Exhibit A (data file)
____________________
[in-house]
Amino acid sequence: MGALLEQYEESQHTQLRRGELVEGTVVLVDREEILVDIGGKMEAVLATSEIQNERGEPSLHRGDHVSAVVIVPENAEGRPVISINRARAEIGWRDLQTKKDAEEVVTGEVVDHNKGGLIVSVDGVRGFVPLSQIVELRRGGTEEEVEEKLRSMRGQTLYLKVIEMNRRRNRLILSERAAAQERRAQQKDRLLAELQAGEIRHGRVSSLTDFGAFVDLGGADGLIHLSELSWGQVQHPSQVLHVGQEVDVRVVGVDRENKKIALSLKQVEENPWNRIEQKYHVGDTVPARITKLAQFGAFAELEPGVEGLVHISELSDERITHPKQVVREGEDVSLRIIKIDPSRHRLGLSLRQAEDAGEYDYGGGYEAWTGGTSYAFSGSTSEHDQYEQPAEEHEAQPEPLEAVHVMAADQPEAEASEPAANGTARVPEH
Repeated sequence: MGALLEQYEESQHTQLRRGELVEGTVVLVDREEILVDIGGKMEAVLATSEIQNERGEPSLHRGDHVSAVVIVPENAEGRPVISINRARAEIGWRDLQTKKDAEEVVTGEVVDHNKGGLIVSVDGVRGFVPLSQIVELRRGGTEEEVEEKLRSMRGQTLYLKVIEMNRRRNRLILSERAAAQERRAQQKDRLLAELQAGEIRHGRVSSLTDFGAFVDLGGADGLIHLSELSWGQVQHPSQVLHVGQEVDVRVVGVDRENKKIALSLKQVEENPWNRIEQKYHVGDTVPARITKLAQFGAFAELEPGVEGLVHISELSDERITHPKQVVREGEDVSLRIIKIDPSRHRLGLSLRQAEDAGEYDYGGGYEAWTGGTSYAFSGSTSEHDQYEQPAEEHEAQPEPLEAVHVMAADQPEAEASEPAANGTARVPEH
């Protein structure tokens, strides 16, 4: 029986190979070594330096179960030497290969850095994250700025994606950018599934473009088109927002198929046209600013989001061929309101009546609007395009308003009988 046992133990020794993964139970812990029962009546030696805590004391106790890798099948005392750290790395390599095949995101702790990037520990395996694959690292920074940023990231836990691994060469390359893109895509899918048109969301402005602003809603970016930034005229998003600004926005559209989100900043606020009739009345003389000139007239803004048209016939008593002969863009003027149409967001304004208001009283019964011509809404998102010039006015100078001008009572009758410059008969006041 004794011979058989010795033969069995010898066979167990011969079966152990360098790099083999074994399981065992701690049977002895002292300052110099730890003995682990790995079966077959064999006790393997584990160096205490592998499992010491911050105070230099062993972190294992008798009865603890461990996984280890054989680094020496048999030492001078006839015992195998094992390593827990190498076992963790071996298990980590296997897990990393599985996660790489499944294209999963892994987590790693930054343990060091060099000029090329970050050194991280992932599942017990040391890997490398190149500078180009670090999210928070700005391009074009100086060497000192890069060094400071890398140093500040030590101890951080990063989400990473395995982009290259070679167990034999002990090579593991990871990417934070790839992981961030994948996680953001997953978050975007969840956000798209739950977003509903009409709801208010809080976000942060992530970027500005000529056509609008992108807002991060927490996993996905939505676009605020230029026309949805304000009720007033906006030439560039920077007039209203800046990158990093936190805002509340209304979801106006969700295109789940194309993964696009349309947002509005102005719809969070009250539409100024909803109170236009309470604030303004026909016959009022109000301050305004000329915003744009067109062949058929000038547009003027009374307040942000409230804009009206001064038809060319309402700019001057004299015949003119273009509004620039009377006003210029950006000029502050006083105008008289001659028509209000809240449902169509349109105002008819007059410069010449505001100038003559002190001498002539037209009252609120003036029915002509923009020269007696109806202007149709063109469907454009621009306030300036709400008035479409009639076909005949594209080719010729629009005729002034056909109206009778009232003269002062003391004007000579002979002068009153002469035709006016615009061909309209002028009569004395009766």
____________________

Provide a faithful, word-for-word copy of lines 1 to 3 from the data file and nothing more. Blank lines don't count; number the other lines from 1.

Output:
[in-house]
Amino acid sequence: MGALLEQYEESQHTQLRRGELVEGTVVLVDREEILVDIGGKMEAVLATSEIQNERGEPSLHRGDHVSAVVIVPENAEGRPVISINRARAEIGWRDLQTKKDAEEVVTGEVVDHNKGGLIVSVDGVRGFVPLSQIVELRRGGTEEEVEEKLRSMRGQTLYLKVIEMNRRRNRLILSERAAAQERRAQQKDRLLAELQAGEIRHGRVSSLTDFGAFVDLGGADGLIHLSELSWGQVQHPSQVLHVGQEVDVRVVGVDRENKKIALSLKQVEENPWNRIEQKYHVGDTVPARITKLAQFGAFAELEPGVEGLVHISELSDERITHPKQVVREGEDVSLRIIKIDPSRHRLGLSLRQAEDAGEYDYGGGYEAWTGGTSYAFSGSTSEHDQYEQPAEEHEAQPEPLEAVHVMAADQPEAEASEPAANGTARVPEH
Repeated sequence: MGALLEQYEESQHTQLRRGELVEGTVVLVDREEILVDIGGKMEAVLATSEIQNERGEPSLHRGDHVSAVVIVPENAEGRPVISINRARAEIGWRDLQTKKDAEEVVTGEVVDHNKGGLIVSVDGVRGFVPLSQIVELRRGGTEEEVEEKLRSMRGQTLYLKVIEMNRRRNRLILSERAAAQERRAQQKDRLLAELQAGEIRHGRVSSLTDFGAFVDLGGADGLIHLSELSWGQVQHPSQVLHVGQEVDVRVVGVDRENKKIALSLKQVEENPWNRIEQKYHVGDTVPARITKLAQFGAFAELEPGVEGLVHISELSDERITHPKQVVREGEDVSLRIIKIDPSRHRLGLSLRQAEDAGEYDYGGGYEAWTGGTSYAFSGSTSEHDQYEQPAEEHEAQPEPLEAVHVMAADQPEAEASEPAANGTARVPEH